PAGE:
Speaking of Greg's fleet, what else does this '68 share a garage with? "I've got 10 cars," he says. "The oldest is an original red/red '54, which came from California. I've got a red/red '65 fuelie that's a disc-brake-delete with a red leather interior-I've got all the documents on it since day one. I've got an L72 '66 that we just finished restoring-it has F41, side pipes, and leather seats. I have another '66, a black/red coupe with L36, factory A/C, and every option you could get on a Corvette except power steering-it has power brakes, power windows, knockoffs, side pipes, headrests. It's had only one repaint, it's never been restored, it has 82,000 original miles on it, and I've got the complete history of it since day one. Then I've got this car, and I've got four '69s-a 350/350 triple-black convertible with A/C, a black/red L36 factory air coupe, a red/red L36/factory air convertible and a black/black L68 coupe with air. I also have a black/red '90 ZR-1 with 1,700 miles on it." How does he decide which Corvette to drive-especially this one, which won the Celebrity Choice award at Mid America Motorworks' Corvette Funfest last year? "I don't know," Greg says with a laugh. "I just go out there and 'whatever trips your trigger.' It all depends on the mood."
If you're in the mood to add a Corvette to your collection-or start a collection with one-Greg advises to look for a Vette with a lot of factory options on it. "I'd do my homework-there are a lot of opportunities out there right now-but get one with options," he says. "There are a lot of cars on the market right now-a lot of project cars, a lot of cars that are done, and a lot of cars that I would consider to be parts material only. "If you want a car to drive and have fun with, get one with the 390-horse, single-four-barrel 427. If you're looking for collectability, you definitely want to go for the high-horsepower stuff, whether it's small-block or big-block."
The dash cluster on Greg's...
The dash cluster on Greg's '68 includes a 0-160 speedometer (seen here with the RPO U15 speed warning indicator), and a 0-7000 rpm tach with a 6500 rpm redline.
Also in '68, auxiliary gauges...
Also in '68, auxiliary gauges moved to the dash's center stack above the radio (here, an optional U69 AM/FM one.
Fortunately, the RPO P01 wheel...
Fortunately, the RPO P01 wheel covers that Greg's '68 was built with didn't fly off during hard cornering. Repro Firestone Super Sports are the same size as the original tires.
Those mufflers are the ones...
Those mufflers are the ones included in the RPO N11 off-highway exhaust system. (Too bad you can't hear them here!)
Just as in the Midyears, Chevrolet's...
Just as in the Midyears, Chevrolet's big-block 427 was a tight fit in the third-generation Vette's engine bay. Greg's '68 has its original Holleys beneath the triangular air cleaner. "Pride" sticker on right valve cover identifies this engine as one built at Chevy's Tonawanda Engine Plant near Buffalo, New York. Also note original AIR pump just forward of the air cleaner.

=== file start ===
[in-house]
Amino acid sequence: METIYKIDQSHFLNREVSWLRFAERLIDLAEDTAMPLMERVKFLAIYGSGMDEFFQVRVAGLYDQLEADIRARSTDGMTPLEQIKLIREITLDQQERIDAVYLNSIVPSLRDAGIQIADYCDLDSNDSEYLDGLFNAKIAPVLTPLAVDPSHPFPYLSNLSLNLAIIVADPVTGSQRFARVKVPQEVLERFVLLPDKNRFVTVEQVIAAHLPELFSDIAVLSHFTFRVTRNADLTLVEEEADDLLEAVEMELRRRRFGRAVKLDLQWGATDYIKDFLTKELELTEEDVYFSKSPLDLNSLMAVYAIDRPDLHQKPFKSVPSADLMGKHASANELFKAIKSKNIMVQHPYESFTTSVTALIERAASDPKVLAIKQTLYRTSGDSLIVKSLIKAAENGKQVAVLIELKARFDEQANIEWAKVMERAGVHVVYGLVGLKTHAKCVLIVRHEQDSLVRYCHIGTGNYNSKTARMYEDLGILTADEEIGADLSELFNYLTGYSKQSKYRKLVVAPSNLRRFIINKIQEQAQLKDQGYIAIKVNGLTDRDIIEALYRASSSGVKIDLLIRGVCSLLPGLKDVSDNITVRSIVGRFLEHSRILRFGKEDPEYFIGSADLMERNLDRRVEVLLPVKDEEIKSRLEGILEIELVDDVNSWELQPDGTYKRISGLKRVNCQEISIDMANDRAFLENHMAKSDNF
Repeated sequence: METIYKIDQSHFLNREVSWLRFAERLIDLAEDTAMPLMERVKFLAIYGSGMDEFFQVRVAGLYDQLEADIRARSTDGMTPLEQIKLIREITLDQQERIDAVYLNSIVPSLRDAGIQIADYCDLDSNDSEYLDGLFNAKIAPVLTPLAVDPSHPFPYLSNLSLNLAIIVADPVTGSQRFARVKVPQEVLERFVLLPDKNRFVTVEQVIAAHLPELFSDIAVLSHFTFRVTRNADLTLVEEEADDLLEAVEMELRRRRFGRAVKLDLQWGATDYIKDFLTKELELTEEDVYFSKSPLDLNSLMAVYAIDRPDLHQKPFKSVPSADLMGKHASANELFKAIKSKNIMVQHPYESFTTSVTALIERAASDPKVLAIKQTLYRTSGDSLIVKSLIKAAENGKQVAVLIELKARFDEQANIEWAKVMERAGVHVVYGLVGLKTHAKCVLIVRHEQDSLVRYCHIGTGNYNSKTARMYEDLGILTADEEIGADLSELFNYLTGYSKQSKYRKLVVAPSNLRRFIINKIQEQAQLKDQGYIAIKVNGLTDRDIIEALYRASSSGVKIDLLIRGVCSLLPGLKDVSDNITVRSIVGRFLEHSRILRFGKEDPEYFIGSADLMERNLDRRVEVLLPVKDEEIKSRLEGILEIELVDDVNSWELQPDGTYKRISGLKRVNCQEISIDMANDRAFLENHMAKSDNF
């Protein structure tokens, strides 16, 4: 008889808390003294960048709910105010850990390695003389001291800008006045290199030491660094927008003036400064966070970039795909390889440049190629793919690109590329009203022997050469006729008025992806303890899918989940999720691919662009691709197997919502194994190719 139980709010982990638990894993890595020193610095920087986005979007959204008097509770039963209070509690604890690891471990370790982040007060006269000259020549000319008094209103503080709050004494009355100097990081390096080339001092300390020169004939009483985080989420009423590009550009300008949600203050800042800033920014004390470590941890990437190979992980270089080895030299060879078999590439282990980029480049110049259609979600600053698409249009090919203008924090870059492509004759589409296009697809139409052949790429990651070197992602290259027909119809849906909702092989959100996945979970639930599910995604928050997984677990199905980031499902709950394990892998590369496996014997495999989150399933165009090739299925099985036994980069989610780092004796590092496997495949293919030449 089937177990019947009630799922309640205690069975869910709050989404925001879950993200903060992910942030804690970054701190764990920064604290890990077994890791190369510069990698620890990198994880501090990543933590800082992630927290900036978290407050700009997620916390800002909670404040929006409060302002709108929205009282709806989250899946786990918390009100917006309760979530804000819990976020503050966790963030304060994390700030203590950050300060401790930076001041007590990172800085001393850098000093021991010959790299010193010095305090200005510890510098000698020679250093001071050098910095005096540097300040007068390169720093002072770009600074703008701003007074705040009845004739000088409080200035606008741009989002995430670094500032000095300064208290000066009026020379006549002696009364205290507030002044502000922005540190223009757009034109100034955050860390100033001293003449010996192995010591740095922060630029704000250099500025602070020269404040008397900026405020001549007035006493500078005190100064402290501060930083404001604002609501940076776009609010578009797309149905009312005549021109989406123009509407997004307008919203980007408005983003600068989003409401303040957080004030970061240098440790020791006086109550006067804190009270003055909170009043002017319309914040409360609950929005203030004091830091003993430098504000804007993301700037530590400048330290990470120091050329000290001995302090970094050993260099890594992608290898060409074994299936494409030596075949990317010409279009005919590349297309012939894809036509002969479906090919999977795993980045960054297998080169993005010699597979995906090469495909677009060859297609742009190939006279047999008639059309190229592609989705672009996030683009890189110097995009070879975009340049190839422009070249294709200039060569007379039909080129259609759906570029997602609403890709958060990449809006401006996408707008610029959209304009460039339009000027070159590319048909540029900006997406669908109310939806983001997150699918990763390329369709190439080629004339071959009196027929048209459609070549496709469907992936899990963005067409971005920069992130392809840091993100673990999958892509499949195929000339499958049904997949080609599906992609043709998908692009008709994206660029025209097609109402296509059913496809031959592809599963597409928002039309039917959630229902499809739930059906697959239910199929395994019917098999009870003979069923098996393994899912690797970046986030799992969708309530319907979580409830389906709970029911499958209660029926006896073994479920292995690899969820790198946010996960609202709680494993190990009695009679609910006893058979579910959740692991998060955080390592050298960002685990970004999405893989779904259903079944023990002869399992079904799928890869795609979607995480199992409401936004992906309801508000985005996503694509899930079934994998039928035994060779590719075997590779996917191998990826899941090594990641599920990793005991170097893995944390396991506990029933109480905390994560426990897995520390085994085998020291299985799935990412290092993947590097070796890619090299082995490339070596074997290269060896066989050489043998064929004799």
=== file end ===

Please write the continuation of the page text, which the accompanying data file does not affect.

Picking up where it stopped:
Greg Horton's L71 is part...
Greg Horton's L71 is part of a fleet of red/black-colored Vettes, ranging from a 1-of-100 red '54 to a 1,700-original-mile '90 ZR-1.
Data File: '68 Chevrolet Corvette Coupe
Greg Horton, Troy, Missouri
Unrestored production '68 Corvette coupe
Bodywork: Chevrolet Motor Division's St. Louis Assembly Plant, St. Louis, Missouri
Paint: Original DuPont Rally Red acrylic lacquer; Paint preparation and applied by Chevrolet Motor Division's St. Louis Assembly Plant, St. Louis, Missouri (with one repair/repaint to left front fender)
Frame: Unrestored production '68 Corvette
Suspension: Original RPO F41 Special Front and Rear Suspension (Front) Heavy-duty coil springs, unequal-length A-arms, tubular shocks and stabilizer bar (Rear) Independent with heavy-duty transverse leaf spring bundle and tubular shocks
Steering: RPO J40 GM-Saginaw recirculating-ball, power-assisted
Brakes: RPO J50 GM-Delco Moraine four-wheel disc brakes, power-assisted
Wheels: OEM 15-inch stamped steel wheels with RPO P01 chrome full wheel covers
Tires: Firestone Super Sport Wide Ovals, F70-15 red stripe, on all 4 corners
Chevrolet overhead-valve Mark IV big-block V8 (RPO L71)
Built By: Chevrolet Motor Division's Tonawanda Engine Plant, Tonawanda, New York
Displacement: 427 cubic inches
Compression Ratio: 11.0:1
Cylinder Heads: Production RPO L71, cast iron
Ignition: RPO K66 GM-Delco transistorized ignition
Induction: RPO L71's 3x2-barrel Holley carburetors: R3659A (front/rear), R4055A (center)
Camshaft: Production RPO L71 with solid lifters
Exhaust: RPO N11 Off-Road Exhaust System with 2 1/2-inch pipes
Horsepower: 435 @ 5800 rpm (Advertised)
Torque: 460 ft. /lbs. @ 4000 rpm (Advertised)
Muncie M-22 "Rock Crusher" heavy-duty close-ratio 4-speed manual (RPO M22)
Shifter: Original '68 Corvette four-speed shifter with spring-loaded reverse lockout
Rear End: RPO G81 Positraction with 3.70:1 rear gears
Unrestored production 1968 Corvette
Factory Options: Tinted glass (RPO A01), power windows (RPO A31), tilt/telescoping steering column (RPO N36), speed warning indicator (RPO U15)
Seats: Production '68 buckets with OEM black vinyl upholstery
Carpets: Reproduction black nylon loop-pile
Instrumentation: OEM '68 Corvette (0-160 mph speedometer, 0-7000 rpm tachometer with 6500 rpm redline, plus fuel level, oil pressure, ammeter, coolant temperature gauges)
Sound System: RPO U79 GM-Delco AM/FM stereo radio
Heater: OEM GM-Harrison heater/defroster
A/C: Remove T-tops, roll down windows, then accelerate briskly